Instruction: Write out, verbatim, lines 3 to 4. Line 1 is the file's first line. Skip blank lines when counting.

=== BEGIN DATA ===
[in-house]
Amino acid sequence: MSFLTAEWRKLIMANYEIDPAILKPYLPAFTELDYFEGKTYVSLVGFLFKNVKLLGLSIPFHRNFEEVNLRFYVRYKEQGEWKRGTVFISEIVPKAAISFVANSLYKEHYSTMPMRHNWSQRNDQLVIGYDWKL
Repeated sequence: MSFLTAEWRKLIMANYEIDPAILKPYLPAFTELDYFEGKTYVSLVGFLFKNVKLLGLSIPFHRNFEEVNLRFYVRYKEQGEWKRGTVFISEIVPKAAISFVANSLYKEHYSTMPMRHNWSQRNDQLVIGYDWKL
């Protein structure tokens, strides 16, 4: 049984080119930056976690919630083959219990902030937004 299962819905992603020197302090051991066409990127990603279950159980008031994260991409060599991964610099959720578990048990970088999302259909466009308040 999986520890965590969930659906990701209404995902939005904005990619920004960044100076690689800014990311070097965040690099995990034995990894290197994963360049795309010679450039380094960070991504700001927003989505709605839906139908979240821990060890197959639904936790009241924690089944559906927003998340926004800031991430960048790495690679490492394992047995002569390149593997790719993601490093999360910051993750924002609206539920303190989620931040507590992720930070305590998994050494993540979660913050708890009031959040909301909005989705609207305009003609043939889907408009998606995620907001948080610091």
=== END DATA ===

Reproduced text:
Repeated sequence: MSFLTAEWRKLIMANYEIDPAILKPYLPAFTELDYFEGKTYVSLVGFLFKNVKLLGLSIPFHRNFEEVNLRFYVRYKEQGEWKRGTVFISEIVPKAAISFVANSLYKEHYSTMPMRHNWSQRNDQLVIGYDWKL
């Protein structure tokens, strides 16, 4: 049984080119930056976690919630083959219990902030937004 299962819905992603020197302090051991066409990127990603279950159980008031994260991409060599991964610099959720578990048990970088999302259909466009308040 999986520890965590969930659906990701209404995902939005904005990619920004960044100076690689800014990311070097965040690099995990034995990894290197994963360049795309010679450039380094960070991504700001927003989505709605839906139908979240821990060890197959639904936790009241924690089944559906927003998340926004800031991430960048790495690679490492394992047995002569390149593997790719993601490093999360910051993750924002609206539920303190989620931040507590992720930070305590998994050494993540979660913050708890009031959040909301909005989705609207305009003609043939889907408009998606995620907001948080610091």